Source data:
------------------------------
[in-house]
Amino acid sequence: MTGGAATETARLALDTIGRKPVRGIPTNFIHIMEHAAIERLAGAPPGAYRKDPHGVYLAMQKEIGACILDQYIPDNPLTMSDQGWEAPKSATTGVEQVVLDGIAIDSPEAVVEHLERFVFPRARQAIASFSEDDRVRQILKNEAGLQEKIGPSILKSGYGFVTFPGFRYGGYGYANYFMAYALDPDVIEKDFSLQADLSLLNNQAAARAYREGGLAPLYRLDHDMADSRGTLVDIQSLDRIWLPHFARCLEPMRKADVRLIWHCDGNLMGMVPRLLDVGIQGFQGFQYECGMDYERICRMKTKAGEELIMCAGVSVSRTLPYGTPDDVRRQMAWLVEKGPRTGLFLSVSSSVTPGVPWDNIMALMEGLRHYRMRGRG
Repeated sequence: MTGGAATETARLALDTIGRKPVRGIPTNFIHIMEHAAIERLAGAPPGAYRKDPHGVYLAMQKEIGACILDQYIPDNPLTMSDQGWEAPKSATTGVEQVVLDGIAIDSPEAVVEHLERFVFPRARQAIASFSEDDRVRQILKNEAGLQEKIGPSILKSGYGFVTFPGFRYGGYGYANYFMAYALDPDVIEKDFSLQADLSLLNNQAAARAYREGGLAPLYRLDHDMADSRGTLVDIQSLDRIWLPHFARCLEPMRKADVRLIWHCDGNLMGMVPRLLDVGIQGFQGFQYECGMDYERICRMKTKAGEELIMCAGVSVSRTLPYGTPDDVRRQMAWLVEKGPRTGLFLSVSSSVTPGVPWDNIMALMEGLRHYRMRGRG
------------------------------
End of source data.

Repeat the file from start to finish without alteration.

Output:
[in-house]
Amino acid sequence: MTGGAATETARLALDTIGRKPVRGIPTNFIHIMEHAAIERLAGAPPGAYRKDPHGVYLAMQKEIGACILDQYIPDNPLTMSDQGWEAPKSATTGVEQVVLDGIAIDSPEAVVEHLERFVFPRARQAIASFSEDDRVRQILKNEAGLQEKIGPSILKSGYGFVTFPGFRYGGYGYANYFMAYALDPDVIEKDFSLQADLSLLNNQAAARAYREGGLAPLYRLDHDMADSRGTLVDIQSLDRIWLPHFARCLEPMRKADVRLIWHCDGNLMGMVPRLLDVGIQGFQGFQYECGMDYERICRMKTKAGEELIMCAGVSVSRTLPYGTPDDVRRQMAWLVEKGPRTGLFLSVSSSVTPGVPWDNIMALMEGLRHYRMRGRG
Repeated sequence: MTGGAATETARLALDTIGRKPVRGIPTNFIHIMEHAAIERLAGAPPGAYRKDPHGVYLAMQKEIGACILDQYIPDNPLTMSDQGWEAPKSATTGVEQVVLDGIAIDSPEAVVEHLERFVFPRARQAIASFSEDDRVRQILKNEAGLQEKIGPSILKSGYGFVTFPGFRYGGYGYANYFMAYALDPDVIEKDFSLQADLSLLNNQAAARAYREGGLAPLYRLDHDMADSRGTLVDIQSLDRIWLPHFARCLEPMRKADVRLIWHCDGNLMGMVPRLLDVGIQGFQGFQYECGMDYERICRMKTKAGEELIMCAGVSVSRTLPYGTPDDVRRQMAWLVEKGPRTGLFLSVSSSVTPGVPWDNIMALMEGLRHYRMRGRG